06/03/2016 at 23:53 •
I've been working with James Newton, of Linnistepper fame, on an open source commercial low cost closed loop motor conversion system. An encoder board is available for sale, along with a PIC based PID controller.
The relevant links are here:
This project may also be of interest to some of you. It is a low cost 40V 18A H bridge based on the same FET driver as my smaller servo drive project, with some easier to cool transistors.
11/23/2015 at 22:56 •
Everything is working perfectly! I assembled the cable harness for the sensor using a 4 way JST-PH connector and multiwire cable. All the work was done in less than 5 minutes thanks to my recently acquired a cheap crimping tool (you can see the harness in build instruction photos).
The sensor was mounted on a DC motor in order to provide feedback to a PID servo drive I'm working with.
11/20/2015 at 13:59 •
The PCB can be mounted using the two holes next to the IC, but I also wanted to have an enclosure for the module for scenarios that demand more protection. I designed and milled a case for the PCB (relevant design files in the repo). I made the base from pine (my plan was to use acetal or polyethylene, but I didn't have any of those materials stocked). The cover is made from clear acrylic, with two of the four bolt holes drilled to accept threading with a 3 mm tap.
Here's the whole thing assembled. Notice that the IC must be facing the acrylic part.
Mounting the case onto something like a motor prevents the user from being able to see the alignment LEDs directly. This is where the acrylic cover comes into play, because it allows the light to be seen on the edge of the part.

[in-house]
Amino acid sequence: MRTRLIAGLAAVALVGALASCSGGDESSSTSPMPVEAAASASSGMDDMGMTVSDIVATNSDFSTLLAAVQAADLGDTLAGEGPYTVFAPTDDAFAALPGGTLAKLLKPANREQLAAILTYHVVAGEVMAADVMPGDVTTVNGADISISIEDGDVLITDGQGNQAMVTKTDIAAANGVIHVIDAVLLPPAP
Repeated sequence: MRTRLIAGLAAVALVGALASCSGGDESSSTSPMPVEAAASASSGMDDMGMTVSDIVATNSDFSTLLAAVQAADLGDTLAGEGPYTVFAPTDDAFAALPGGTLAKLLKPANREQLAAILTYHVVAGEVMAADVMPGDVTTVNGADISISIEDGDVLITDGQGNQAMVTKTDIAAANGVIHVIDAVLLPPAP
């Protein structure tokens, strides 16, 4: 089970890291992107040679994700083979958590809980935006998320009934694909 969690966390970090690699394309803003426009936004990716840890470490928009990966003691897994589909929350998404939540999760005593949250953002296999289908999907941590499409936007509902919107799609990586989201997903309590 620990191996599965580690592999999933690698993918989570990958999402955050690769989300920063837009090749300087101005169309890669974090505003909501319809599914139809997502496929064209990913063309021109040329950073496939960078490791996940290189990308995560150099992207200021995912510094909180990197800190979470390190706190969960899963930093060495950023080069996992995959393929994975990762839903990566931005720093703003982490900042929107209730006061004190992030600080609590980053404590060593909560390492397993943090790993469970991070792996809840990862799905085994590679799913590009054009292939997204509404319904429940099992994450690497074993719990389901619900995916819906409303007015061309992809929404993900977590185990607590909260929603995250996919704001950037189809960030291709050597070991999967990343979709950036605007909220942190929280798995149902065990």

11/15/2015 at 00:06 •
The first PCB is ready, have a look at it!
There are some design choices I would like to point out: rounded corners, separate connector for power/quadrature channels and programming, small size.
First, the rounded corners are important if one is going to machine an enclosure for this. Milling can only leave an interior corner with a radius as small as the endmill one's using.
With respect to the connectors, it is useful to have few signals in it. Instead of using the typical piece of ribbon cable for the signals, I planned to fabricate my own cable, using a JST-PH connector and shielded multiconductor cable for improved flexibility and noise inmunity. Good flexible multiconductor cable could get expensive, so it's better to use as few conductors as possible, leaving the signals that are not used all the time (i. e. spi programming header) on a secondary connector.
Many of the AS5040 projects out there that I found are more focused on being a breakout board for experimenting with this chip, and thus they're big, include things that are not needed for standalone operation, or are not really a finished product, and that's why I decided (also, The Square Inch Project) to create this board.